I'd also like to use the Academy as a platform to hold these impactful events, to invite high profile people to present on timely topics, and again--contribute to a shift in attitude on a global scale. We'll bring people like Michael Pollan and Graham Hancock and such people to these things. They'll be high profile events. Each conference of that magnitude will have fall out from it, you know, good consequences, information and media products that can continue to propagate the message, whether books or videos or podcasts or whatever. That's part of it. Then there's an educational component to it, being an academy. Perhaps with Wade Davis' help we might be able to get affiliation or accreditation for some programs that we could offer and that might be associated with UBC. There'd be aspects of them taught here, and then what Wade and I have sort of discussed a little bit is that we could do a world class program in ethnopharmacology and teach a few weeks here, and then maybe the last three weeks or a month or something, we could do in South America. Follow up the classroom work with the field work. Why do that? For one thing, it's an important topic and there really is no program in the world that's calling itself ethnopharmacology. I know there's one university, maybe in the UK, that offers something along those lines. There needs to be. A lot of people are interested in this. The topic is important because the people that have the plant knowledge are disappearing, or they're culturally impacted and their environments are culturally impacted, so the genetic resources are under siege as well. The problem is that these things are going to disappear; the cultures and the knowledge and the plants, unless we do something about it. Even if you just look at it from a cold-hearted capitalist perspective, depleting the rainforest--cutting down the rainforest to put in cattle ranches and soybean farms and oil palm plantations is the least effective way, the most short-sighted way, to maximize the value of that resource. The rainforest is worth much more if we don't touch it. The term is non-timber forest products. You know, you can sustainably extract non-timber forest products out of the rainforest and you don't have to deplete the resource. A lot of things like fruits obviously, and these sorts of things, can just be harvested without cutting down the plants, or intangible non-timber forest products are things like new molecules. The whole bioprospecting approach is that you comb this biodiversity for novel molecular structures that might be developed into new medicines and then that interfaces with a lot of controversial things because you have to develop ways that the biodiversity can be investigated, new medicines can be developed, but not just handed over to corporations. You have to have some kind of safeguards in place so they just don't come in and take everything and say thank you very much and go make billion dollar drugs out of them. There are trillions of dollars to be made in the discovery of new drugs, but this shift in attitude is required so that the indigenous people, who have been the stewards of this knowledge for so long, get a piece of the action. Even a small piece of a million dollar drug is still quite a lot. It's a very hard quantity to estimate, but there are studies that have tried to estimate: what is the value of undiscovered pharmaceuticals in the rainforest? Well, how many are there and what is each one worth? You can make reasonable assumptions. In a lot of ways it's hand waving and smoke and mirrors, but there was an interesting article published a long time ago, in 1995, by Michael Balick who was the head of the economic botany program at New York University. He tried to estimate, in effect, what is the Amazon worth if you just look at it economically? Back in those days anyways, through various lines of reasoning, he came up with a figure: 330 blockbuster pharmaceuticals waiting to be discovered in the rainforest that, after the cost of development, marketing and all that, each one would be worth like a hundred million dollars. Well that was over twenty years ago, so the same is still true but each one of those is worth potentially at least a billion dollars. For a blockbuster drug in the pharmaceutical industry, a billion dollars is respectable, but not necessarily spectacular. If you want to ask what the pharmaceutical value of the Amazon is, it might be 330 billion dollars. That's just the discovery of new compounds that can be commercially developed. What that doesn't factor in is all the intangibles and the contribution that the rainforest ecology makes to global climate stability, and all of these things. As a carbon sink for carbon dioxide, for example, it's one of the biggest on the planet. So there are all those things as well.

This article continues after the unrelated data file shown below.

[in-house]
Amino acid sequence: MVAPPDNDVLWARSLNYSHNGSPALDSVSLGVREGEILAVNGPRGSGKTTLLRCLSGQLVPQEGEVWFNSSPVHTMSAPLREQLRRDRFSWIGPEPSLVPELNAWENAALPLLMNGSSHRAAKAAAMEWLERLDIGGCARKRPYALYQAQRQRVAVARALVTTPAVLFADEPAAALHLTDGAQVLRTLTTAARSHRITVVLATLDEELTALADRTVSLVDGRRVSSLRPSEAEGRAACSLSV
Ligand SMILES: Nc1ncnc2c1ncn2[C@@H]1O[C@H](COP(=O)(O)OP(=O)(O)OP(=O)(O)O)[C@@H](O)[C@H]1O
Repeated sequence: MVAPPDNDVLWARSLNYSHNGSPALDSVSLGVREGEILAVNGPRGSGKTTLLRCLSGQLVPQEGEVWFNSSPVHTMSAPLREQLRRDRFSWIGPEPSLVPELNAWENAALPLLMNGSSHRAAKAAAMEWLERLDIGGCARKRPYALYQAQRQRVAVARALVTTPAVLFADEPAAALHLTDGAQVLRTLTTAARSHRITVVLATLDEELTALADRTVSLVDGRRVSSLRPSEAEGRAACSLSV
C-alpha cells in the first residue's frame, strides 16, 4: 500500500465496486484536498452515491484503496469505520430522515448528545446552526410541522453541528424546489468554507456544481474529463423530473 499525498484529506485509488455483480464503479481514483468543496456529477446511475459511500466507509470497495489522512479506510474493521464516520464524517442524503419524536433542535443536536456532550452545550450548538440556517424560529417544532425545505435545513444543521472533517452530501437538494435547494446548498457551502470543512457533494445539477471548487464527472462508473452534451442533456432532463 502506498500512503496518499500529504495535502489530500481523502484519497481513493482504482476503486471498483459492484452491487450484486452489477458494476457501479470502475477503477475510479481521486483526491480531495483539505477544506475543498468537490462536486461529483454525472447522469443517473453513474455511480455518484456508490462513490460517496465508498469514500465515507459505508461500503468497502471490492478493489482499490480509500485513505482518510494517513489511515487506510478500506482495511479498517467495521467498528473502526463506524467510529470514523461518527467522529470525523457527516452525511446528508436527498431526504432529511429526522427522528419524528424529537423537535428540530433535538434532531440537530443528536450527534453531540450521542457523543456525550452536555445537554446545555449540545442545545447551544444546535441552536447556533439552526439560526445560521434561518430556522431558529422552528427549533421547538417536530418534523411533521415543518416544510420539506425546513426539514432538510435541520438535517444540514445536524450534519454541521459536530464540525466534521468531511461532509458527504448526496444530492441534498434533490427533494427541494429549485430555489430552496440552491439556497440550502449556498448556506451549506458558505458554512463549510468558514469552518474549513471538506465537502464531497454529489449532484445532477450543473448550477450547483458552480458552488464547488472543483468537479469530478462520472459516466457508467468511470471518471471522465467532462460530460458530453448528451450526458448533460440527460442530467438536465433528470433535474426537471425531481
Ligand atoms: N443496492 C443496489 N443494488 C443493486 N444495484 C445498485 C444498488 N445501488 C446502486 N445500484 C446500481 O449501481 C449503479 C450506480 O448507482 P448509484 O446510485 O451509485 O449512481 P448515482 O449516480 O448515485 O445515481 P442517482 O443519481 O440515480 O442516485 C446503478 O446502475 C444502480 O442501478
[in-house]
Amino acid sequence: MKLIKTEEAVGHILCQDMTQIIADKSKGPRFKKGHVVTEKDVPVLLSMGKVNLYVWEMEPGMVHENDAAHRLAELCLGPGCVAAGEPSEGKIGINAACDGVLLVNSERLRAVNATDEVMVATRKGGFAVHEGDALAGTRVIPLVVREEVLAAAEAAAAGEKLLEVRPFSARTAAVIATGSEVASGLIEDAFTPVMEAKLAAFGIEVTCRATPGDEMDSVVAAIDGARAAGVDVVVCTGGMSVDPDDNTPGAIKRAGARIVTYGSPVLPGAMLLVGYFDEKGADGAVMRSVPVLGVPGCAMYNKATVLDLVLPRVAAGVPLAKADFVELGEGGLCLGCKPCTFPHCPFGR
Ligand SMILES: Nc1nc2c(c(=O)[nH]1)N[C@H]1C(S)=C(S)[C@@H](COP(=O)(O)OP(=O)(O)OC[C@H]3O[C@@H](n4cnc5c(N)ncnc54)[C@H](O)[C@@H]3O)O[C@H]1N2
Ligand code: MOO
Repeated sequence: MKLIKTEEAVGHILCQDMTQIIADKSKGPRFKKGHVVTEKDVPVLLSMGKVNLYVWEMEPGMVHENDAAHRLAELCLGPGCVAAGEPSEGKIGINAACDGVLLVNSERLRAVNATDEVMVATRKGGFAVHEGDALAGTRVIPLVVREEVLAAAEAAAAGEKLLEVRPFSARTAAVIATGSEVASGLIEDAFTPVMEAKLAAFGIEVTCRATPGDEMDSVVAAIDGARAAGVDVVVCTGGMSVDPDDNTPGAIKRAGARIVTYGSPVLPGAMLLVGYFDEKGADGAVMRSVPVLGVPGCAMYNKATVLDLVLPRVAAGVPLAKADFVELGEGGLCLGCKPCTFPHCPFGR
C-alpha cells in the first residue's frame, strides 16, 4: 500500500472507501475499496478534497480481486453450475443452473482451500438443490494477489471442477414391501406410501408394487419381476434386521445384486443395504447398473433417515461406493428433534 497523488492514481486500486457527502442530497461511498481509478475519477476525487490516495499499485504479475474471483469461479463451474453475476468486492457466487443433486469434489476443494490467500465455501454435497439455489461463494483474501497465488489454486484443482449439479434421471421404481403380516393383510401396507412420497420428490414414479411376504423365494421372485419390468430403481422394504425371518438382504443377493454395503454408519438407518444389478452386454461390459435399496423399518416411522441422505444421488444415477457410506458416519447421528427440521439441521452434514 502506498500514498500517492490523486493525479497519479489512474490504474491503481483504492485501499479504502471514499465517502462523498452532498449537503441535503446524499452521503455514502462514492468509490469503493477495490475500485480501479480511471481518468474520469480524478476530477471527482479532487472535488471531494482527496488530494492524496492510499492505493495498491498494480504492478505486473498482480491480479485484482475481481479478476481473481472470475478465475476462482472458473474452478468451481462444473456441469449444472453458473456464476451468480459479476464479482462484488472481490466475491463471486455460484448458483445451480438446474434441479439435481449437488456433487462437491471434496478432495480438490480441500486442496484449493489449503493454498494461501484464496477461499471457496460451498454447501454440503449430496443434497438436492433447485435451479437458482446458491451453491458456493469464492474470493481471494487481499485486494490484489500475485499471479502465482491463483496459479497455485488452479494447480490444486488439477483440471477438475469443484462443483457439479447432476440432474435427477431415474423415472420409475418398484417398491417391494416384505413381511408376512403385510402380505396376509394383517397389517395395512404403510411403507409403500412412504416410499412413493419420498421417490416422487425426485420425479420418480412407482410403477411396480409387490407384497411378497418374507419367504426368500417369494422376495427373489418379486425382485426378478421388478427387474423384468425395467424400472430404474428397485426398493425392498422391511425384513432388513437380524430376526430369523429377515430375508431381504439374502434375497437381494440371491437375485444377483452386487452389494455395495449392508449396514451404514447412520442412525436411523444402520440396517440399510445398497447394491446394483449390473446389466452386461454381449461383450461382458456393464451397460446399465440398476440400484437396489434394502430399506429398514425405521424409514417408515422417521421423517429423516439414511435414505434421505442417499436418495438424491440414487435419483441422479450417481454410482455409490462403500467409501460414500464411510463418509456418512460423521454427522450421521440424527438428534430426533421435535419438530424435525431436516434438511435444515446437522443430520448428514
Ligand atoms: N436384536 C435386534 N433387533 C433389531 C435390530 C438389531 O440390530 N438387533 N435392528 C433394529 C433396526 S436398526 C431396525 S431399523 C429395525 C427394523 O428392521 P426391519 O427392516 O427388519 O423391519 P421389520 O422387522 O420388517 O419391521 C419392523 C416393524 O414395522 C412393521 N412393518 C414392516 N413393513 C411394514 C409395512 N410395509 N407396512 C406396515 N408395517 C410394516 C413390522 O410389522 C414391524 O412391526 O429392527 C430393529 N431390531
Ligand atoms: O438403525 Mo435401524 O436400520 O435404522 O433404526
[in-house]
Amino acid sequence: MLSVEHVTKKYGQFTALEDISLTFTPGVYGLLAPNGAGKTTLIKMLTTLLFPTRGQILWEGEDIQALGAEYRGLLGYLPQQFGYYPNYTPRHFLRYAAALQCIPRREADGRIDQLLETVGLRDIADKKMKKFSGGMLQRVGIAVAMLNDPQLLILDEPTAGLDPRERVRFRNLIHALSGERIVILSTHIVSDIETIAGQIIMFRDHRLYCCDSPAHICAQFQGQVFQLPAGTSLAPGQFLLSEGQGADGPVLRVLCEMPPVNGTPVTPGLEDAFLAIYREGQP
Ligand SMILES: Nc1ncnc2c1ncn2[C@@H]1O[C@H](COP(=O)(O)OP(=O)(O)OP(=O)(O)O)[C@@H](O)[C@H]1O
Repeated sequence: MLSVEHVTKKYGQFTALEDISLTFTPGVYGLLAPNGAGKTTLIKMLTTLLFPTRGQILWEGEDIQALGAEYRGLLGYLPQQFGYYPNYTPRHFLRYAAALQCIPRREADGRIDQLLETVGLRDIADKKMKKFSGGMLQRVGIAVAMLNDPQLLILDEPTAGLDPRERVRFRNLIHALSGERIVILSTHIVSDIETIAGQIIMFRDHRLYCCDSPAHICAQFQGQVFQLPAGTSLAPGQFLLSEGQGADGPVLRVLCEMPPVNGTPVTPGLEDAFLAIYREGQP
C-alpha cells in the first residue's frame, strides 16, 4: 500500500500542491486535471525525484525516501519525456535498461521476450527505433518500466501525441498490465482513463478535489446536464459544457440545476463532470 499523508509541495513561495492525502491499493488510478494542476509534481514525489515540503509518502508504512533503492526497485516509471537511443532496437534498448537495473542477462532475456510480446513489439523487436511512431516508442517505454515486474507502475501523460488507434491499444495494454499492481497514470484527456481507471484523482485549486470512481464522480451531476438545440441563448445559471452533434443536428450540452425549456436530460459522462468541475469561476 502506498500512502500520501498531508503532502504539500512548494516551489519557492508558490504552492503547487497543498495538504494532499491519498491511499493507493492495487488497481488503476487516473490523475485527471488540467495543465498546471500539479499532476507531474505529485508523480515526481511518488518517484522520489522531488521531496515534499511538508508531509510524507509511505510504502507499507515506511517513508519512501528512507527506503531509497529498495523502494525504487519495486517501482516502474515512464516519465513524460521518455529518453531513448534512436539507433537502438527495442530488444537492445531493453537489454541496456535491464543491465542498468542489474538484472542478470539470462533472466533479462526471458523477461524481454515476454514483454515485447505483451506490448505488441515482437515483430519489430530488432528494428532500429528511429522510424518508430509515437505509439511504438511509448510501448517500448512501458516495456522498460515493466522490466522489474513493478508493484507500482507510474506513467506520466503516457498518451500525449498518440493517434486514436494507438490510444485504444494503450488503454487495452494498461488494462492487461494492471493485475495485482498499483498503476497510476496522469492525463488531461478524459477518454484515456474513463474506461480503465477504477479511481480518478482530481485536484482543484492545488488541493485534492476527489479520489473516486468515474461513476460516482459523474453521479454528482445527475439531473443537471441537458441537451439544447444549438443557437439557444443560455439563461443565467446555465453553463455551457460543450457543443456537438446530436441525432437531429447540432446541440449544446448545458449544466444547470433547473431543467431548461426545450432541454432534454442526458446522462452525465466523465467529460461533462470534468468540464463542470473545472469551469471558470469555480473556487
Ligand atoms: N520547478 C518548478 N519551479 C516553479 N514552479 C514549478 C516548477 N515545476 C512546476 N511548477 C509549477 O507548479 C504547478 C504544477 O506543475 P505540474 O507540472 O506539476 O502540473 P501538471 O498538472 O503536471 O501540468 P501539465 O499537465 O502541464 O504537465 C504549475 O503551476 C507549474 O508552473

What I would like to see eventually is if you could get governments and corporations and NGO's and all the players in this arena to come together and create a collaboration to set large tracks of rainforest aside and just say it will not be touched, but it will be available for bioprospecting, and just throw it open. Ideally there are different ways that you can get a value out of that. One would be simply if you identify new molecules with interesting activities. If you can synthesize them, that's probably better because you're not depleting the resource. You still get the idea from the rainforest. You get the idea from the natural source. You still owe something. Many things might be discovered which are not so easy to synthesize; then you have to find a way to produce those sustainably, which may be just growing the crops and so on, but there are also a lot of new high tech, bio-techy ways to produce secondary compounds. You can characterize the genome, the gene clusters, for biosynthesis, translate those into yeasts, or whatever. There are many approaches to it. The idea is that you're preserving this repository of molecular biodiversity, which is worth saving. It will keep lots of people busy for years trying to sort that out.